The Canadian deal was held up as a direct consequence of the EU trying to dictate human rights standards to Canada. It lost two years needlessly and this brought the entire deal close to collapse. Only clever lawyers saved the day with a formulation to get round the issue.

But without this it would be five years, and without related TTIP complications it would have been three. Talks were completed in August 2014 but the Investor State Dispute Mechanism (ISDS) crossover row will have added another two wasted years.

The Australians have just started negotiations and forecast just two years to completion, Vietnam was done in two years eight months.

So a deal with a compliant former EU member like the UK, with no tariffs or quotas or regulatory obstacles to haggle over, should be far less time intensive.

We may need to shore up some areas, such as services, where the Single Market exists in theory but not in practice, and expand the details of such a deal, but we are mostly doing a swap: a mutually advantageous FTA in exchange for EU membership.

3.) Normal free trade agreements have no imperative or set timescale. Ours does: Article 50 of the Lisbon Treaty/EU Constitution requires that the EU ‘shall’ negotiate a ‘withdrawal agreement’, meaning a trade and political association agreement, with a departing member and has two years to do so (extendable only if necessary). Canada, the USA and Japan have no such imperative nor timescale. Australia and New Zealand have been waiting years just to start theirs. So we have a time advantage there. Ironically, if we don’t meet that timetable or negotiations fail, we would have exactly the same trade deal all these countries have now  – so not such a bad safety net.

Of course, uncertainty in the EU, with a Eurozone in crisis, negative growth and interest rates, and with some Italian banks allegedly hovering on the edge, will be a powerful extra incentive to move fast on a UK-EU FTA. Can they afford to lose suddenly much of their biggest export market?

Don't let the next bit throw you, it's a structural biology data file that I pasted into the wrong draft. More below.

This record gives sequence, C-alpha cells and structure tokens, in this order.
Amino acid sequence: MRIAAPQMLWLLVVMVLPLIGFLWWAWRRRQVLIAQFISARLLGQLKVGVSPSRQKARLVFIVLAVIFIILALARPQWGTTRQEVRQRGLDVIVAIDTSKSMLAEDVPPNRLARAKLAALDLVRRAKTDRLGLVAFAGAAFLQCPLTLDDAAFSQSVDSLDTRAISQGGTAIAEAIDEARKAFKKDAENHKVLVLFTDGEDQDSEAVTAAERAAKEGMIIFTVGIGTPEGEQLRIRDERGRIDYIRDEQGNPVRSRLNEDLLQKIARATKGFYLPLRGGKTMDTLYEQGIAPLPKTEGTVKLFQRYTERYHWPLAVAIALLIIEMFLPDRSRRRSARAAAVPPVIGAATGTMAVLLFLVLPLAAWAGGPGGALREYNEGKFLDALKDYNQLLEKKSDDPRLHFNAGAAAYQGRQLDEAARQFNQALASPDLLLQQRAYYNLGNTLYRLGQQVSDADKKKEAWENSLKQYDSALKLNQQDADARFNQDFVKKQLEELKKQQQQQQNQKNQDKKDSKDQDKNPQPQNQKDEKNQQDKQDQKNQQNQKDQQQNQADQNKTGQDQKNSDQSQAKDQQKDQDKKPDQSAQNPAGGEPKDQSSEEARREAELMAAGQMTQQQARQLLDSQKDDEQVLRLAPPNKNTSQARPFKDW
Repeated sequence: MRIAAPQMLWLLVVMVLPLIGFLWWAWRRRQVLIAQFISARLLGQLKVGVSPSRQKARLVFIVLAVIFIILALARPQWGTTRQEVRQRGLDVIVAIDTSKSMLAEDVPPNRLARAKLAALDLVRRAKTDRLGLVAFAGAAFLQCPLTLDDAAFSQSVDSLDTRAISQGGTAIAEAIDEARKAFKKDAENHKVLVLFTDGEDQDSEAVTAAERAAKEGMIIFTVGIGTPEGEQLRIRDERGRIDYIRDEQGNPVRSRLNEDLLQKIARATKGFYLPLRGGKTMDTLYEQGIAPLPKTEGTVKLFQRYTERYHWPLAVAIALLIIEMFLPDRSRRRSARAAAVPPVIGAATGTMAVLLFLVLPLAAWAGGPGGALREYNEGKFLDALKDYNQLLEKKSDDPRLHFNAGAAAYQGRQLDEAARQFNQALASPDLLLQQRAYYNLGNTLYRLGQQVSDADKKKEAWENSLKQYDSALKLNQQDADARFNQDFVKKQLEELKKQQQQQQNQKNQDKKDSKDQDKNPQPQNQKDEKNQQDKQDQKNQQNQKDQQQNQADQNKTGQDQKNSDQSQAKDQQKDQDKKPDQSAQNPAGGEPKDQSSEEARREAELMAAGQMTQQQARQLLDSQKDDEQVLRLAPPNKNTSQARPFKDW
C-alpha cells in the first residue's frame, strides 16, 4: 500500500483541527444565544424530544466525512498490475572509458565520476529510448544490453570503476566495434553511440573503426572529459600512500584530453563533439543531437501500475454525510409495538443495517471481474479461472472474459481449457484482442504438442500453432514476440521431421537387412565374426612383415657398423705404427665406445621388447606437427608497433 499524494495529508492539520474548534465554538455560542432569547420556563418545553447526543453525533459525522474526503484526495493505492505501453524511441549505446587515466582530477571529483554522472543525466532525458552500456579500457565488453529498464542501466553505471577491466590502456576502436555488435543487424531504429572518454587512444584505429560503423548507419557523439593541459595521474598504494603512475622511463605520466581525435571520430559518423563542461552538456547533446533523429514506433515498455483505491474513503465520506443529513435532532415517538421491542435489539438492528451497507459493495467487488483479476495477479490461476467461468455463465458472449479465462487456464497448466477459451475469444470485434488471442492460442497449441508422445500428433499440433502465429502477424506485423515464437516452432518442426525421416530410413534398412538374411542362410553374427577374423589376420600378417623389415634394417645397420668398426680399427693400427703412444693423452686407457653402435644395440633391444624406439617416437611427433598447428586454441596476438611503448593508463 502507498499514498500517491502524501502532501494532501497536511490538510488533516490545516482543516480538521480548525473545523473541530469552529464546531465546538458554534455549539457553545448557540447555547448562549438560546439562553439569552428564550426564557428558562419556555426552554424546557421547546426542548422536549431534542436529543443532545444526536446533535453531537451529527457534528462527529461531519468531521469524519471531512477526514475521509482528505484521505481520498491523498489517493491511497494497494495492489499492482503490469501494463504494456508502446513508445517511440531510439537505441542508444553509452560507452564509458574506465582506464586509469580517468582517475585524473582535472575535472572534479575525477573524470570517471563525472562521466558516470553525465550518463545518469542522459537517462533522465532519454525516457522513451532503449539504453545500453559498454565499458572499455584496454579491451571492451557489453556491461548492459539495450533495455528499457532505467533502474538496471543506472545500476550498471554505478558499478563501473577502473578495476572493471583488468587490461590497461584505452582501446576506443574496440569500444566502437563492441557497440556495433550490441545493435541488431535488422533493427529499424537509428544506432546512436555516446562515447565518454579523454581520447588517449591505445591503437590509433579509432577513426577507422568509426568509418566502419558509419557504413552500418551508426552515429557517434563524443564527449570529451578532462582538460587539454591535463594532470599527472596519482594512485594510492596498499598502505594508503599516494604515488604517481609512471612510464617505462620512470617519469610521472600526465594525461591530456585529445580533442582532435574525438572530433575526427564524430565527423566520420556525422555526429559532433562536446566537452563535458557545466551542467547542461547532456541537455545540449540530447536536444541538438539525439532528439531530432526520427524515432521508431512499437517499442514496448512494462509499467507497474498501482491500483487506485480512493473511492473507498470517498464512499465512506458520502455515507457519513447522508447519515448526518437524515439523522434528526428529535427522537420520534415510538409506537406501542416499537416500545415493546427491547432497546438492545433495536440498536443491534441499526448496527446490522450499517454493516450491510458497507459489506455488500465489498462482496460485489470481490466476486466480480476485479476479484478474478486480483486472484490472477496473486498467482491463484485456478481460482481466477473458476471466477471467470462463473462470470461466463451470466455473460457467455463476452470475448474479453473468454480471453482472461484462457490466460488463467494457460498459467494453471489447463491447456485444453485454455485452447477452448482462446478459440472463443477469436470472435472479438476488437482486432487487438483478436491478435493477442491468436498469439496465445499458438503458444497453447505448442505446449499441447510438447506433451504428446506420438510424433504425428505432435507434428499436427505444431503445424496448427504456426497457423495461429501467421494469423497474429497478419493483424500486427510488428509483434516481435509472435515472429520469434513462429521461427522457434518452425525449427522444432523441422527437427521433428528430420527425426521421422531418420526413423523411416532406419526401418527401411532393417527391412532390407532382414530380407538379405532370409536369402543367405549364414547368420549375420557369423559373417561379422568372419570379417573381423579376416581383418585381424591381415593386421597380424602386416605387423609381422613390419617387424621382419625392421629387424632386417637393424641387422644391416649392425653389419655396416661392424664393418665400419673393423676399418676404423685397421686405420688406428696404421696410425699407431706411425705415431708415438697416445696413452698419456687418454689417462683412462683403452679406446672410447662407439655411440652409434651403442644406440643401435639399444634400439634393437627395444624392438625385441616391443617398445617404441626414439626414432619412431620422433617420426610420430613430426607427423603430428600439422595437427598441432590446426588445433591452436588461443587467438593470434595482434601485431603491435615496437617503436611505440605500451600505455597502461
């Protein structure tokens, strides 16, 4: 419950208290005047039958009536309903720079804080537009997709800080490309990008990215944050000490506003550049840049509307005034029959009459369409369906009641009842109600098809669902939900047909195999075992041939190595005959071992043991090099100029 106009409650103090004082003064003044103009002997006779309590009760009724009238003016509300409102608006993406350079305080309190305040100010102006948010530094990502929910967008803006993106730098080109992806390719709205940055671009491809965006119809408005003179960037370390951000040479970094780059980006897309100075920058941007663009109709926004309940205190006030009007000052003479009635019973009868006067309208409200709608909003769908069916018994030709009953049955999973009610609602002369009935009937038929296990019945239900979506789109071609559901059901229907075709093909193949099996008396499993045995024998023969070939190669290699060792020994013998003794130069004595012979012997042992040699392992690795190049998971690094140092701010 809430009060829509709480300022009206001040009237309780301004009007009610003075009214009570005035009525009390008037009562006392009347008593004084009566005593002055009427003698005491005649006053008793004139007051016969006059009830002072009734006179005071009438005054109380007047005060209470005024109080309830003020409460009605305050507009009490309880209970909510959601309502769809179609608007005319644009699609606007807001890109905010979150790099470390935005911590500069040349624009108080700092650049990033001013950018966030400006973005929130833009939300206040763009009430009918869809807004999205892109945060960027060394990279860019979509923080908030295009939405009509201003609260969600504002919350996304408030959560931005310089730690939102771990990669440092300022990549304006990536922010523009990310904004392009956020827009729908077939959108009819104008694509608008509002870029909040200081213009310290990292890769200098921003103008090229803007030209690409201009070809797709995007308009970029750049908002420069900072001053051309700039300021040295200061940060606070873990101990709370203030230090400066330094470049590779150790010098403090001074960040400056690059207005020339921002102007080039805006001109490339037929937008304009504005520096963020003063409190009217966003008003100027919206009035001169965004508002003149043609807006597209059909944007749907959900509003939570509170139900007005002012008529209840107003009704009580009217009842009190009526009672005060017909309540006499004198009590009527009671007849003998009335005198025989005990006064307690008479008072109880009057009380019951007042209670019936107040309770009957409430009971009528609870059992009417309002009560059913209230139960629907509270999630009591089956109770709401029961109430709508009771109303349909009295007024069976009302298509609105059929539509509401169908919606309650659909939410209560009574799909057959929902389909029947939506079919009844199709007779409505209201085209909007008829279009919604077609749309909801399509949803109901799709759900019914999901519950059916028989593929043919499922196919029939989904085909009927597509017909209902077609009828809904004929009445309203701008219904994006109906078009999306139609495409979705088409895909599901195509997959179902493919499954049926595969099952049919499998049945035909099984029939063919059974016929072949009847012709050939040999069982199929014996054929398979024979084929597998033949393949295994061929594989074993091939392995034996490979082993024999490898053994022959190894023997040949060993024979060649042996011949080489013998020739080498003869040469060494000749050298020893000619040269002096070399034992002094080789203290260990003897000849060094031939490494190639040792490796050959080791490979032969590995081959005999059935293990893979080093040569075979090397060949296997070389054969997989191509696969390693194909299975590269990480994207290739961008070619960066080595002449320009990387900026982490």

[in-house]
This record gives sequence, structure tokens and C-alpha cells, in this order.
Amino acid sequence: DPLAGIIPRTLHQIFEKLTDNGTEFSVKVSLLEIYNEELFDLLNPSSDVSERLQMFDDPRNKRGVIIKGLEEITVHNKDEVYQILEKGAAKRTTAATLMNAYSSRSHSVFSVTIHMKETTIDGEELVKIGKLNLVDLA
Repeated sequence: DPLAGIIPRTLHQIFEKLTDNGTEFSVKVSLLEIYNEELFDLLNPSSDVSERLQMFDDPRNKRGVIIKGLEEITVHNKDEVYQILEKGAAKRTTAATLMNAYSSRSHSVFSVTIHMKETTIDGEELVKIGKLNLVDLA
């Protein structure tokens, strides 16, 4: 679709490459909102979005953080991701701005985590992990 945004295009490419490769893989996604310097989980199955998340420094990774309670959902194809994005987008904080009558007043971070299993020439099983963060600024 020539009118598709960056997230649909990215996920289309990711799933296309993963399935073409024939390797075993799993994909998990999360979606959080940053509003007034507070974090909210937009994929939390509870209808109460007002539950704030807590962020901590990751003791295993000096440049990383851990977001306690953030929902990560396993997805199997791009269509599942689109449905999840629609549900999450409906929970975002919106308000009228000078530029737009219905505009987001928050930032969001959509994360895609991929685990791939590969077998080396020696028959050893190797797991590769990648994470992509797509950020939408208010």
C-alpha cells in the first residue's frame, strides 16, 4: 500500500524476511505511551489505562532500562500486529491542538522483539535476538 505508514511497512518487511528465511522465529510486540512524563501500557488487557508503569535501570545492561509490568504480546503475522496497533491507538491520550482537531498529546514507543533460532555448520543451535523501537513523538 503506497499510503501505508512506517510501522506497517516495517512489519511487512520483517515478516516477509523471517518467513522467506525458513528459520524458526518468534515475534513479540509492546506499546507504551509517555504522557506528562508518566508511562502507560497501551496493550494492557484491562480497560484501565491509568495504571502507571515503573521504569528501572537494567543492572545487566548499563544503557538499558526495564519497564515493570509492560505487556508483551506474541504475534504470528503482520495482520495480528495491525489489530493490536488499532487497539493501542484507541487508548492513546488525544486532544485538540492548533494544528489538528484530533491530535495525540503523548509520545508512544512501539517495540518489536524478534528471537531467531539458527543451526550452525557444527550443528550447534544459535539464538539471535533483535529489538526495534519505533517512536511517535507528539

So, in conclusion, I believe we should negotiate what I call a ‘WTO Plus’ trade deal – the WTO is a guaranteed deal under WTO (Most  Favoured Nation) rules, with Article 50 being invoked to negotiate a  free trade deal – the ‘Plus’ – on top in the manner of other WTO Plus deals, all different and all tailored to individual national needs, such as CETA (Canada’s) or the controversial TTIP (USA).

Realistically I think this will take around two years, and once that WTO Plus trade deal is agreed, the UK will then leave the European Union.

With the choice on June 23rd being between embracing the EU Superstate or reclaiming our British sovereignty, I am very happy to see the clock start ticking on an alternate trade deal the very next day.

1 comment on “David Campbell Bannerman MEP: How the UK could negotiate trade deals quicker outside the EU”

  1. This is a really interesting blog. Shows how we’ve been sold a bit of a myth on how much the EU counts for in negotiating trade deals.